Friday, January 11, 2008

Birth of A Patriarch?

Just five days old, this Pinus aristata (or Bristlecone Pine) seedling is the first one I've ever grown. I have 24 more seeds of its kind, three of which have also sprouted. My germination tray is low-tech and recycled--a foam egg carton.

I was thrilled to see this first seedling. I feel a sense of awe and honor as I help this ancient species continue its existence. If I'm lucky I'll get to see it reach a few feet in height before my own passing into history. I hope my son will care for the Bristlecones I manage to grow and plant here on the twelve acres. I plan to keep them close to the house so that I can keep watch over them without having to walk far.

Looking at this seedling makes me wonder just which species is caring for which. It's so easy to take trees for granted because they are such an integral part of our lives. They are always there. Everyone can probably think back to a specific moment in his childhood where a tree played a significant role in the making of a memory, be it a tree that held a tire swing in the yard or the tree that became the centerpiece of a Christmas morning. I have many memories of "my" trees. Do they have memories of me?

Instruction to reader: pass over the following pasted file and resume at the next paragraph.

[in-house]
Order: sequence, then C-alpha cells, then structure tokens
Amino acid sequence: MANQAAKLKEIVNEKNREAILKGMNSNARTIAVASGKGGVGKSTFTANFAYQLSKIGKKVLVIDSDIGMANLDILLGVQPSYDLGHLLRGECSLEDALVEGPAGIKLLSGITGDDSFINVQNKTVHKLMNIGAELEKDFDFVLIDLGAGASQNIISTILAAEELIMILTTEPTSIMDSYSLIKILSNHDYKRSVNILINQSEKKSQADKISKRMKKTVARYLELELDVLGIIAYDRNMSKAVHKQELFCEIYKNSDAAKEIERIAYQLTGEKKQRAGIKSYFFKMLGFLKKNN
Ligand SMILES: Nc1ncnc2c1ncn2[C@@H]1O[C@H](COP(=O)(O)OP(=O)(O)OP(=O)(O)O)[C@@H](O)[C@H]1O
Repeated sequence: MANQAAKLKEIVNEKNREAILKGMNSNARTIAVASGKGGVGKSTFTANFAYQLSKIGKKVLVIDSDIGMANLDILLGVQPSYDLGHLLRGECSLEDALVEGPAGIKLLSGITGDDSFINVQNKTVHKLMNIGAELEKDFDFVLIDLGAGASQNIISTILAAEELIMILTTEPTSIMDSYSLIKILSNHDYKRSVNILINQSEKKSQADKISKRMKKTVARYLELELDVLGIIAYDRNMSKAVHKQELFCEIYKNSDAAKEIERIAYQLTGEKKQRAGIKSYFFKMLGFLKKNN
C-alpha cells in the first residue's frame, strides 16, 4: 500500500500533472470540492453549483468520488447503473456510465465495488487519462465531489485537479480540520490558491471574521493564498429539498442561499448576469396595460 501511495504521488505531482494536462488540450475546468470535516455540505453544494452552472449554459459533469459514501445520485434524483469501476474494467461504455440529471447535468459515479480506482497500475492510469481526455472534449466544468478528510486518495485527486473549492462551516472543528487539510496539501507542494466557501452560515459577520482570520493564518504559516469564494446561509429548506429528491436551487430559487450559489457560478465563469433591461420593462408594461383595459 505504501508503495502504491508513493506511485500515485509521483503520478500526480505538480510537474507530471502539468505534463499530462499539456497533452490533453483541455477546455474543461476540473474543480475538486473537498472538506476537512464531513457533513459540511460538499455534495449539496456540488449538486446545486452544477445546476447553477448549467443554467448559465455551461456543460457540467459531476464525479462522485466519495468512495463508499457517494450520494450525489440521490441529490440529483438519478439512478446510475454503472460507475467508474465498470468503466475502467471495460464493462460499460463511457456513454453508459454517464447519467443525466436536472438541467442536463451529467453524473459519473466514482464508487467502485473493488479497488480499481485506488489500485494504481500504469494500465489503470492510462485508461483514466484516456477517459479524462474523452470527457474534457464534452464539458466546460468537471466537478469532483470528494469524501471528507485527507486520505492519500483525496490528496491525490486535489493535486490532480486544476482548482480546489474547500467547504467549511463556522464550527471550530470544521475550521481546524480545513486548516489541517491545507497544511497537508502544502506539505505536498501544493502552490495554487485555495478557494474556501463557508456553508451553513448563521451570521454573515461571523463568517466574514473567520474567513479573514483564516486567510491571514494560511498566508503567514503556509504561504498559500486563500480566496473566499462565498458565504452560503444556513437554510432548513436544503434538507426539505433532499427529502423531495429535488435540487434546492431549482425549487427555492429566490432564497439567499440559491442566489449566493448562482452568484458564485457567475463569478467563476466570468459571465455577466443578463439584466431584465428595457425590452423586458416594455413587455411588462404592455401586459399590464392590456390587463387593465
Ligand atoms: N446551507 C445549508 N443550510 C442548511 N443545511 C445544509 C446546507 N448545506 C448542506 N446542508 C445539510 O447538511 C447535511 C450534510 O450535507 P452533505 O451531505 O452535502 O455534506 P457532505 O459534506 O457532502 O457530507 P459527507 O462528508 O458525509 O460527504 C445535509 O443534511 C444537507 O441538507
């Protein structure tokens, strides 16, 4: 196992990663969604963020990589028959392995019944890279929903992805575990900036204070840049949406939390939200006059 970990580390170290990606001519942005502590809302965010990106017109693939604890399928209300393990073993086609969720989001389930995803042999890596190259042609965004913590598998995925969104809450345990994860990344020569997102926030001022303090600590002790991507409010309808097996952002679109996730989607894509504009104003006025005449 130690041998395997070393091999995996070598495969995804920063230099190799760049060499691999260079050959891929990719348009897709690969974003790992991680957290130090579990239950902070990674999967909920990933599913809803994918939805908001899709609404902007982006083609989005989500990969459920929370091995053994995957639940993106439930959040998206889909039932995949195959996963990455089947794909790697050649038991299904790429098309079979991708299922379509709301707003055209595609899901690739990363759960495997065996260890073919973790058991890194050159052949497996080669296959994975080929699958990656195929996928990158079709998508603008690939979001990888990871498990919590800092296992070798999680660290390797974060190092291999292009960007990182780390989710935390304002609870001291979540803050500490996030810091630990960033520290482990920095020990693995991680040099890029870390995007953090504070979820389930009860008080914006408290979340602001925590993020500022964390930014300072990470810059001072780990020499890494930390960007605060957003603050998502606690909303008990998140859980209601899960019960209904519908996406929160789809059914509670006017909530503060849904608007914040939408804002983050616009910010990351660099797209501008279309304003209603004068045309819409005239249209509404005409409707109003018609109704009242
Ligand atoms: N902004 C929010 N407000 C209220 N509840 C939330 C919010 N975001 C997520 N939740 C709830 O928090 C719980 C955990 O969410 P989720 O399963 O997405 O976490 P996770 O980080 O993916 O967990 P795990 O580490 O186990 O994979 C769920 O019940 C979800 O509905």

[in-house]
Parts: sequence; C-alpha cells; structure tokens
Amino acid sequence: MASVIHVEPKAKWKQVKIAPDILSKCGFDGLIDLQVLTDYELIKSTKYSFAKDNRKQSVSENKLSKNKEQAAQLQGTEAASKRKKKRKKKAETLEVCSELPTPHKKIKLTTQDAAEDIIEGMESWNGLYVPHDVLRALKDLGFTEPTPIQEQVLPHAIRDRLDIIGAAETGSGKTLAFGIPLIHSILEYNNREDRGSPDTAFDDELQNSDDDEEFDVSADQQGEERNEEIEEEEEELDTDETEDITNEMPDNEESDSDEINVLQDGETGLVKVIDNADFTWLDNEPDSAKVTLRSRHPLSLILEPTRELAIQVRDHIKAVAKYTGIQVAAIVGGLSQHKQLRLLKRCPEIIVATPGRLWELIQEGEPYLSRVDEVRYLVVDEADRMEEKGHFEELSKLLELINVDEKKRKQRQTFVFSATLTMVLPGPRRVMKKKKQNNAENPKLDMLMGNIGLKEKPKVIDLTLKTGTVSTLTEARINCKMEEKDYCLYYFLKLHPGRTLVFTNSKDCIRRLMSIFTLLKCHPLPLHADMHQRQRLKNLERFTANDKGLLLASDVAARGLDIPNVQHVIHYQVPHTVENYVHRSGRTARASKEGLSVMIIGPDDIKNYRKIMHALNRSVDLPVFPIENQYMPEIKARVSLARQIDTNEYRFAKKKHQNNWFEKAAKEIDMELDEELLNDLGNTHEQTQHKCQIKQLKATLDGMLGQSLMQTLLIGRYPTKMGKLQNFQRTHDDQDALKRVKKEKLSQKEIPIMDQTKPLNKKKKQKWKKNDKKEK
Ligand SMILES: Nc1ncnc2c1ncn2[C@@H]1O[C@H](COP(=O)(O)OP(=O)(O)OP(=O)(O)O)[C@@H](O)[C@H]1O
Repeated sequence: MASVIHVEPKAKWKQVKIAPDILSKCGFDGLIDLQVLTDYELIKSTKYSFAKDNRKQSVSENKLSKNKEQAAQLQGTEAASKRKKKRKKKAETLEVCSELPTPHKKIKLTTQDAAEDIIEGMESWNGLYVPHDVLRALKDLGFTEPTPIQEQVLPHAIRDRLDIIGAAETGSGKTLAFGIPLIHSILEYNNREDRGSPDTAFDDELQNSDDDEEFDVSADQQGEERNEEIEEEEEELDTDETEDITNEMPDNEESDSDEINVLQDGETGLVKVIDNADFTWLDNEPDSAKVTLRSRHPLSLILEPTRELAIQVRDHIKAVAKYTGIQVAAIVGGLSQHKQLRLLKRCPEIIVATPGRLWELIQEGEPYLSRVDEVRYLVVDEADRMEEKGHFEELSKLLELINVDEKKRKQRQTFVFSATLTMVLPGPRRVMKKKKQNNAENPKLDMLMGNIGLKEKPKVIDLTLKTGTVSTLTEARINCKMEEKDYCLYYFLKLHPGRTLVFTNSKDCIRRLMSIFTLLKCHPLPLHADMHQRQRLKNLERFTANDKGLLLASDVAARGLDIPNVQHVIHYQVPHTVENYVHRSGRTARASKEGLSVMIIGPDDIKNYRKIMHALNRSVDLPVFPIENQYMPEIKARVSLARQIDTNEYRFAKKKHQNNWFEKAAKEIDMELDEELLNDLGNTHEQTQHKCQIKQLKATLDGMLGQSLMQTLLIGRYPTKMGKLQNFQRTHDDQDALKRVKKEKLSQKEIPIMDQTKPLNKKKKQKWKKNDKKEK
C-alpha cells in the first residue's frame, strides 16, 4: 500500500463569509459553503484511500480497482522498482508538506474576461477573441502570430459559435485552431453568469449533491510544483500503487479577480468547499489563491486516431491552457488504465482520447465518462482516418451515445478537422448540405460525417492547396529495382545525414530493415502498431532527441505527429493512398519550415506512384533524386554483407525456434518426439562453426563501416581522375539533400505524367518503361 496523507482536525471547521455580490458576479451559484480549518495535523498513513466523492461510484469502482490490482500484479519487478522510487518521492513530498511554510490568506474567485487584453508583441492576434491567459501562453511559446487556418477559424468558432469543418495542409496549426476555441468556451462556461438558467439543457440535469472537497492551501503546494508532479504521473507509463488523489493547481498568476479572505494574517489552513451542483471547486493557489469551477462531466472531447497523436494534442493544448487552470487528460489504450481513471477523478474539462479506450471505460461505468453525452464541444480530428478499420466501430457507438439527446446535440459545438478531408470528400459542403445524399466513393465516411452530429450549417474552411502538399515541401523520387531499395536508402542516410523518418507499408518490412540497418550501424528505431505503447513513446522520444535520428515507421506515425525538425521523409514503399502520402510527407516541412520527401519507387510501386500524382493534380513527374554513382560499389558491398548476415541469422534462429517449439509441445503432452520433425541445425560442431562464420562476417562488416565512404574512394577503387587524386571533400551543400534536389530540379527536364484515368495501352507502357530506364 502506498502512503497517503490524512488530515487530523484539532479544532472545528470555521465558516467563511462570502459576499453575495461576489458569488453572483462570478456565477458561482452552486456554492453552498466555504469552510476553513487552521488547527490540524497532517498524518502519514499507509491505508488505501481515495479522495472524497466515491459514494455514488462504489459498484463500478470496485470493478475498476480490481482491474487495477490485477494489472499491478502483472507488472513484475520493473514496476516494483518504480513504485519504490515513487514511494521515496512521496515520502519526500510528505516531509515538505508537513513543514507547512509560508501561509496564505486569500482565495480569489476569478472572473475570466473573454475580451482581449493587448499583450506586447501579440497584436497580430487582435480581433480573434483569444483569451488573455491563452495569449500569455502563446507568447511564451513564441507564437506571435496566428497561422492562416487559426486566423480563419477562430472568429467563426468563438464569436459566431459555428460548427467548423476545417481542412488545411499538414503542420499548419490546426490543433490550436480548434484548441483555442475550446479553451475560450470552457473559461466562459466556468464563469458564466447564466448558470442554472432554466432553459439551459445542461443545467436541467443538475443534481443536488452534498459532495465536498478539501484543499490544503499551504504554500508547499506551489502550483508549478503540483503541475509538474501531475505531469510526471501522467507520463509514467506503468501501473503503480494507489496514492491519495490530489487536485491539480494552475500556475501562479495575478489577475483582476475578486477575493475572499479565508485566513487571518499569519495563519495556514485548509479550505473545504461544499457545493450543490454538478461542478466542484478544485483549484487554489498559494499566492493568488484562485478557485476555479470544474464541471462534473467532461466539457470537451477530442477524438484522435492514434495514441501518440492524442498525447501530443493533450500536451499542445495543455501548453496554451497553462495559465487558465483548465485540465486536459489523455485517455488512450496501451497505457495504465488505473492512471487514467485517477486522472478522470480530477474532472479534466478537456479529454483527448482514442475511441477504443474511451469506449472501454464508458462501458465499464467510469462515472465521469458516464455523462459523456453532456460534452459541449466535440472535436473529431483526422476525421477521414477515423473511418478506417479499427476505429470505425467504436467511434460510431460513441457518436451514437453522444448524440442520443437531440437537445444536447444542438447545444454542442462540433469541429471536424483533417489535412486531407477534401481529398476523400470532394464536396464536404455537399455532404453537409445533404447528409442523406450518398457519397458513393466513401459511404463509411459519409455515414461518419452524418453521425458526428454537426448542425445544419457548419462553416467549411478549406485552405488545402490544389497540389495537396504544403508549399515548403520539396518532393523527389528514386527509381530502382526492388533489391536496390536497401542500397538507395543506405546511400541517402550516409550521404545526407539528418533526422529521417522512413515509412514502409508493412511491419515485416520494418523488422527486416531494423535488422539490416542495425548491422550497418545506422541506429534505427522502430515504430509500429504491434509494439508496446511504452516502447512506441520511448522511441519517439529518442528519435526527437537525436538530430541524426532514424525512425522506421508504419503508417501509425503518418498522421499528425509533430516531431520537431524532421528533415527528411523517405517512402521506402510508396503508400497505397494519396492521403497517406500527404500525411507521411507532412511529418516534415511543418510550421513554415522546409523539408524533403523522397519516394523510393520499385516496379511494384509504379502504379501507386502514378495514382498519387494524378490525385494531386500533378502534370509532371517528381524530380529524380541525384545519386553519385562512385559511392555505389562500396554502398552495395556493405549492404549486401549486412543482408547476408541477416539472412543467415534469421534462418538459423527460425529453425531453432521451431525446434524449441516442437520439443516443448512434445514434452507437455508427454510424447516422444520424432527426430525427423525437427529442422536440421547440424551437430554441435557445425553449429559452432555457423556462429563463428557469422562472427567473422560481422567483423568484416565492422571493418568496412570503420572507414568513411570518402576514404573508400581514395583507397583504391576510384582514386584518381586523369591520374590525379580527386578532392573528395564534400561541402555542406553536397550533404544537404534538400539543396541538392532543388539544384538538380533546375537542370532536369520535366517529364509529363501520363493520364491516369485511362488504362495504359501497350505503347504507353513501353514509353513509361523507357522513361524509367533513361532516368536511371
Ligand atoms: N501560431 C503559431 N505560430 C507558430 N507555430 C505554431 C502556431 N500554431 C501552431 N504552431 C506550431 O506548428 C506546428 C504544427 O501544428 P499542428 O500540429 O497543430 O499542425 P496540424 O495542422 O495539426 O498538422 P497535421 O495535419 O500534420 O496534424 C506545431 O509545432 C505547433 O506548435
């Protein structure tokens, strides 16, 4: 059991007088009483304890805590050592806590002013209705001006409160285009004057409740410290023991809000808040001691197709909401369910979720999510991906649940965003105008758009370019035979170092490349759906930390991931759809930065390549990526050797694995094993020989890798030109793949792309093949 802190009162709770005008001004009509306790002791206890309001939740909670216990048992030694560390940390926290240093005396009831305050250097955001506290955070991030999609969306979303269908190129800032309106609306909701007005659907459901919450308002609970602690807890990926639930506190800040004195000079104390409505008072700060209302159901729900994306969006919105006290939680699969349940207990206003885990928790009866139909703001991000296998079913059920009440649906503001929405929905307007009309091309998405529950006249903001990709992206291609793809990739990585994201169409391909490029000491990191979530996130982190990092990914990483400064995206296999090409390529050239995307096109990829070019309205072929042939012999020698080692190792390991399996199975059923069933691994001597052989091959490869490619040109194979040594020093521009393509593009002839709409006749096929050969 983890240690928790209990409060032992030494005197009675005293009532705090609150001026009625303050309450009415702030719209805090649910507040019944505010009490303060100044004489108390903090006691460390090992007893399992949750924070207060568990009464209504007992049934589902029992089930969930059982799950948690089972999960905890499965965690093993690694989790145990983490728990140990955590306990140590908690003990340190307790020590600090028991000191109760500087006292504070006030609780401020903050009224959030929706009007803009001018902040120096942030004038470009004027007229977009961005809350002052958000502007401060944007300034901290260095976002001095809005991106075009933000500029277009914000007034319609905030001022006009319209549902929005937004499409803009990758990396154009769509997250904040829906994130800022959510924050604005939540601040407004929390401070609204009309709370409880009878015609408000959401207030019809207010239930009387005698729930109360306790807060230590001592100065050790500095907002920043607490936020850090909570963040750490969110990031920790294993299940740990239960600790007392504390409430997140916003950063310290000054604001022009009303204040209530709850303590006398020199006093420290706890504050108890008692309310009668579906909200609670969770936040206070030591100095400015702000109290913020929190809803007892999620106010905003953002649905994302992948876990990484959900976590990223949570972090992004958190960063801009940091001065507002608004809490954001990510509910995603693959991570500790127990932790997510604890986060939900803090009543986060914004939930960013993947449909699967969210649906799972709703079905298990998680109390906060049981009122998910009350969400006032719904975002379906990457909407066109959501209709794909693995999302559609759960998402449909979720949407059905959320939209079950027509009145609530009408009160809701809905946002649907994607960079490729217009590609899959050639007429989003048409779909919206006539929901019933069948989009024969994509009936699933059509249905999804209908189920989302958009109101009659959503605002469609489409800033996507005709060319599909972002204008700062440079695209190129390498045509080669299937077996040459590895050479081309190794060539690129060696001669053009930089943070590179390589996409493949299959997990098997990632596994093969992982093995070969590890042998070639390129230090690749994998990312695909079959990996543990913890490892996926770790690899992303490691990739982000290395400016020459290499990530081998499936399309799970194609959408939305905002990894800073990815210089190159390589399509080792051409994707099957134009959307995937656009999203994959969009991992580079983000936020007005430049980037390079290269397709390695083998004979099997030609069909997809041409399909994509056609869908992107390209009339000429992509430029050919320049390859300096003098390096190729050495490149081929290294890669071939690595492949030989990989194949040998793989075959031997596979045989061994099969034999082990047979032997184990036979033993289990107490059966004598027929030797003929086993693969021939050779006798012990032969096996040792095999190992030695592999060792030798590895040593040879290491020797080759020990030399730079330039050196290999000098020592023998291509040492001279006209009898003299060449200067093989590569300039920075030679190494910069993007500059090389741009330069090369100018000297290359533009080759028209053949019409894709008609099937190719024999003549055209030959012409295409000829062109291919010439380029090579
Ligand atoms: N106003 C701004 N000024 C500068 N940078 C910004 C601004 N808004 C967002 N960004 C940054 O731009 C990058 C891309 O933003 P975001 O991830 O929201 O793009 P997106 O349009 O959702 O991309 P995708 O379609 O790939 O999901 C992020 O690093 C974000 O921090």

The trees that frame the twelve acres are witnesses to my life. I know them because they were my playground when I was growing up. The smell of the pines in the windbreak brings back floods of childhood memories. They are dear old friends and, like me, their roots are in this ancestral ground.

Photographer James Balog brings the thought home for me as he describes what it was like to photograph a 1,400 year old Live Oak:

"Though I don't usually indulge in romantic, druidic speculation about trees, when I'm in the presence of this oak, I can't help wonder who is the observer and who is the observed. While we watch trees, do they gaze back at us?"
Photo: Bristlecone Pine, Nevada

1 comment:

  1. Amy:
    Good for you, cultivating these gorgeous trees!
    That picture (the last one) is marvelous. It looks tortured (or windswept, if you are optimistic)
    To answer your question you left on my comment section:
    A very angry, healthy Great Horned Owl could go through a leather glove. That's why I had gloves made of leather AND Kevlar! : )
    Our GHO is up there in years and not prone to be a jerk. But he has occasionally gotten a talon in one of the SEAMS of my glove and given me a bruise. That said, I would handle him any day of the week before messing with our leucistic red-tailed hawk, Isis. She can go through TWO (yes, I said TWO) leather gloves.
    You're from Oak Harbor????? Magee Marsh is like my favorite place to bird in the whole world!


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